Let me give a couple of biblical proofs that Old Testament prophecy concerning Israel is not to be interpreted literally—in the sense in which premills speak of literal.

First, Amos 9:11 reads, “In that day will I raise up the tabernacle of David that is fallen, and close up the breaches thereof; and I will raise up his ruins, and I will build it as in the days of old.” If this text in Amos is taken literally, as the premills insist it should be, then the temple or palace of Solomon will be rebuilt in Jerusalem. But Scripture interprets Scripture, and James at the Jerusalem synod says that prophecy is fulfilled in the gathering of the Gentiles, not in any building project (Acts 15:13-18)!

A second Old Testament prophecy which the premills insist on taking literally with respect to ethnic Jews is Hosea 2:23: “And I will sow her unto me in the earth; and I will have mercy upon her that had not obtained mercy; and I will say to them which were not my people, Thou art my people; and they shall say, Thou art my God.” This verse alludes to the names of the three children who were born to Hosea’s wife: Jezreel (God sows), Loruhamah (no mercy) and Loammi (not my people) (1:2-11).

The premills insistently claim that God deals with Israel as His kingdom people and with the Gentiles as the church. They reckon that the Old Testament is a book addressed to Jews, whereas the New Testament is primarily about the church. In their view, the Scriptures are not the infallibly inspired record of the revelation of God in Christ and in the church as Christ’s body. They are two books written for two different people. Thus, for premills, Hosea’s prophecy refers to God’s salvation of the Jews, bringing them to Palestine to a renewed form of the old kingdom of David and Solomon.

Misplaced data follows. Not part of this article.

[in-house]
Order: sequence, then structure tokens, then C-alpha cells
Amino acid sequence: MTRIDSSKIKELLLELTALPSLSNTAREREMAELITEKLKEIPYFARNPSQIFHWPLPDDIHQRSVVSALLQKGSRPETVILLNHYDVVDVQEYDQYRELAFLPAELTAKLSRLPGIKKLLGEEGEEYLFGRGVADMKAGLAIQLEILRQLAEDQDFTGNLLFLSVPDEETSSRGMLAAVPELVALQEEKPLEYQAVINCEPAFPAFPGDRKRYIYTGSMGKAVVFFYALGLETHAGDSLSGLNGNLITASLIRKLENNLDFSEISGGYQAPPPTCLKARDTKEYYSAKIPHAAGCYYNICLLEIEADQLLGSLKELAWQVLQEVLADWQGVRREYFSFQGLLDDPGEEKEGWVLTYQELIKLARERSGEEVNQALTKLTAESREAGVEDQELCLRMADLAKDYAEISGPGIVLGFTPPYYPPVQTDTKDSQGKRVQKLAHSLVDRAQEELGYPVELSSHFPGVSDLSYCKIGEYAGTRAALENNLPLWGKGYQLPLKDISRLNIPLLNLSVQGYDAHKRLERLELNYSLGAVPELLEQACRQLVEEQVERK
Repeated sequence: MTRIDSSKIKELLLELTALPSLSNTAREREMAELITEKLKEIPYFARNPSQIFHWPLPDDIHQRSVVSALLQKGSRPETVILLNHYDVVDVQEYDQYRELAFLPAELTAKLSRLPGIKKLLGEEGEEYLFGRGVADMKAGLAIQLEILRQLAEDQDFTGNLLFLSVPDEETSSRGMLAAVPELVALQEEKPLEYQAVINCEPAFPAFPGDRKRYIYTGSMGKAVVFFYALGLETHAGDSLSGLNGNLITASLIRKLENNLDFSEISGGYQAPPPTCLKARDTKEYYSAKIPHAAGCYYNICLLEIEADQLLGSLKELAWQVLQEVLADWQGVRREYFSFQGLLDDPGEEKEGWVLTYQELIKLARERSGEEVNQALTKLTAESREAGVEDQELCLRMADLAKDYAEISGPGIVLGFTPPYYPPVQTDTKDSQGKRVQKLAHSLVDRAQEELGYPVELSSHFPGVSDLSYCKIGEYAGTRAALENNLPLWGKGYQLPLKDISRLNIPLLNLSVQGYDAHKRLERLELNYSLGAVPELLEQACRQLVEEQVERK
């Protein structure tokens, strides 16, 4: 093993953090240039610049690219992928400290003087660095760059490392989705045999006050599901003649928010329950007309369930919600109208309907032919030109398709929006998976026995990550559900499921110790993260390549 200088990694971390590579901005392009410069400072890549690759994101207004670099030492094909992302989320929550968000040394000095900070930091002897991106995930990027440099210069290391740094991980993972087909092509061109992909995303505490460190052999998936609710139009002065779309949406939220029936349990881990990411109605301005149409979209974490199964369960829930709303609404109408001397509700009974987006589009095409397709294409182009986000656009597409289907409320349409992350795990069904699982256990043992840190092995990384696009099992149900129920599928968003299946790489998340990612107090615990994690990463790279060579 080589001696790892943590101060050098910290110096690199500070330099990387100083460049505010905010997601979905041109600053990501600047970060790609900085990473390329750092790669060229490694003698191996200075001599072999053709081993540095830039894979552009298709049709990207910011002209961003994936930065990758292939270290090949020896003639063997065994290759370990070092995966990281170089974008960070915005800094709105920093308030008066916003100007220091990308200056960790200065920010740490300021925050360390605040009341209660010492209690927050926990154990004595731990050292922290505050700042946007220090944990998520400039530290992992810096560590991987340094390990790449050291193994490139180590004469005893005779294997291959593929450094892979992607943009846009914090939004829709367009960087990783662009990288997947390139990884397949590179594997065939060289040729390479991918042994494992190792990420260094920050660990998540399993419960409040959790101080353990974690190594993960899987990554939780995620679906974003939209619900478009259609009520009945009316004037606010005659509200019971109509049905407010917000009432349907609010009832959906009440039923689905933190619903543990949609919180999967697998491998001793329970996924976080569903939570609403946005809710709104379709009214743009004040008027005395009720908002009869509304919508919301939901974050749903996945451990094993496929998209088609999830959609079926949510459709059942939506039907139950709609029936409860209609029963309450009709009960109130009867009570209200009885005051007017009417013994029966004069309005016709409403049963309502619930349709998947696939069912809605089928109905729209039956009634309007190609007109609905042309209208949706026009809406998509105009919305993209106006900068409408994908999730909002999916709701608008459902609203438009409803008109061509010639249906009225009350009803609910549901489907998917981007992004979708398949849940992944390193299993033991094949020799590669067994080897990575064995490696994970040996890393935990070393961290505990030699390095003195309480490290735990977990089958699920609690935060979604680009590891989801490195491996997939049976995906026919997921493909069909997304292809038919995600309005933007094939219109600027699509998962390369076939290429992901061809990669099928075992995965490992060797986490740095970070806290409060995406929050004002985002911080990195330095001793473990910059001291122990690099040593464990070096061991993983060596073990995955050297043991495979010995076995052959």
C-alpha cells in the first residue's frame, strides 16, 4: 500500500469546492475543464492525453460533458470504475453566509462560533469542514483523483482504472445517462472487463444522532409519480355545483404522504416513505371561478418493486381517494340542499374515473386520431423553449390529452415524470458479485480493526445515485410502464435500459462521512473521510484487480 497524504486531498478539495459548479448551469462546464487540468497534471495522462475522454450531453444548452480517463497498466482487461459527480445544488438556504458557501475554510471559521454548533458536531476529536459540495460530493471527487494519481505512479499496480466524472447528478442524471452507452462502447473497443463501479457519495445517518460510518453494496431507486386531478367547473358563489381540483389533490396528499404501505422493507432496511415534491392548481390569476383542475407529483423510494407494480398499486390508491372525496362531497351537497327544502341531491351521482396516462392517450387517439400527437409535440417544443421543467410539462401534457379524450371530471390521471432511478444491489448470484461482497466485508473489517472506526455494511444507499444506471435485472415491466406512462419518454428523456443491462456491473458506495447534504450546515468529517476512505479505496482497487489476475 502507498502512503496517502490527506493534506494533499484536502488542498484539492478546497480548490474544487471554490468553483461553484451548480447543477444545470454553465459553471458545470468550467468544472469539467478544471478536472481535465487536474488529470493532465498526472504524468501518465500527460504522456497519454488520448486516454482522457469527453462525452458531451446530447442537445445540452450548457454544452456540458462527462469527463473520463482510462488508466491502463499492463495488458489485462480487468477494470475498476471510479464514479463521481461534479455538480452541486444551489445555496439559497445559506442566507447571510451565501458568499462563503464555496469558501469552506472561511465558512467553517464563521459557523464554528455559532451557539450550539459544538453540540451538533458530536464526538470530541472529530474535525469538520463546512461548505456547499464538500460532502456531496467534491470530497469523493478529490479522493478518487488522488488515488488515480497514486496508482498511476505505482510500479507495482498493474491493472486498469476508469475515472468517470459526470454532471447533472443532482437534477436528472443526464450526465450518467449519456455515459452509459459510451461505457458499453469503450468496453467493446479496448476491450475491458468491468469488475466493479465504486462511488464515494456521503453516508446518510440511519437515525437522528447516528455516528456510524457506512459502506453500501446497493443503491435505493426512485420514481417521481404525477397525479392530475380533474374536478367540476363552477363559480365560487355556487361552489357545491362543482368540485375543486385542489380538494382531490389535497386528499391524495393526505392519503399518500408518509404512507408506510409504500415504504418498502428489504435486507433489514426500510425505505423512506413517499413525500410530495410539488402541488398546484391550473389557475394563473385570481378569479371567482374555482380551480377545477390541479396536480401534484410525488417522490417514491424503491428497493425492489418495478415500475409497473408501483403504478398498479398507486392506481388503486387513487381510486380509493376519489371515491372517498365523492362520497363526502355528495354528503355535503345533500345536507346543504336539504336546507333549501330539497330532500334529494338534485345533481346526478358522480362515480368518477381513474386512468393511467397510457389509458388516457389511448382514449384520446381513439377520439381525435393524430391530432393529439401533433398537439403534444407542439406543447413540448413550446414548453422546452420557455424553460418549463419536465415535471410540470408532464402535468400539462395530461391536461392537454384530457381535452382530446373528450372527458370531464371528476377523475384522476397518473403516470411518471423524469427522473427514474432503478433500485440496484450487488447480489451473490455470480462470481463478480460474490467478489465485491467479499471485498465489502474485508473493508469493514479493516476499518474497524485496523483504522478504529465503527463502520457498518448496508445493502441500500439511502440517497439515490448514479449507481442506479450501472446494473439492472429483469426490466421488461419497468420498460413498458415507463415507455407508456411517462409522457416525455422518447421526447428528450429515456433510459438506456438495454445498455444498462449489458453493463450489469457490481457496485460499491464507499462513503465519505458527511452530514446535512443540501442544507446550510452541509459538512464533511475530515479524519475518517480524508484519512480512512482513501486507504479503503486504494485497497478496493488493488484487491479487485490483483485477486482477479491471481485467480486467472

However, Paul says, “Even us whom he hath called, not of the Jews only, but also of the Gentiles? As he saith also in Osee [i.e., Hosea], I will call them my people, which were not my people; and her beloved which were not beloved” (Rom. 9:24-25). This inspired apostle of Christ declares that Hosea’s prophecy is not fulfilled in a restoration of the Jews but in the gathering of elect Jews and Gentiles—as does Peter (I Pet. 2:10)!

This error of the premills, by the way, is also the reason why most premills are baptistic, for they hold that, although God promised that He would be Abraham’s God and the God of Abraham’s seed, this promise is only for the ancient Jews. They say that circumcision as a sign and seal of this promise was administered to Jews only as a sign of salvation for Jews only—in the line of generations. Now, baptism is the sign given to the church. The church may not baptize the infant children of believers, Baptists argue, because God’s promise to save believers and their seed is an old dispensational promise. In the new dispensation, baptism is only to be given to those who make a credible confession of their faith in Christ, they claim.

This premill and Baptist position is tenaciously maintained, in spite of Paul’s words: “And if ye be Christ’s, then are ye Abraham’s seed, and heirs according to the promise” (Gal. 3:29). But this is such an important point that it seems wise to devote another article in the News to it. Prof. Herman Hanko, emeritus, PRC Seminary

Last modified on 07 June 2015
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Additional Info

  • Volume: 15
  • Issue: 13
Hanko, Herman

Prof. Herman Hanko (Wife: Wilma)

Ordained: October 1955

Pastorates: Hope, Walker, MI - 1955; Doon, IA - 1963; Professor to the Protestant Reformed Seminary - 1965

Emeritus: 2001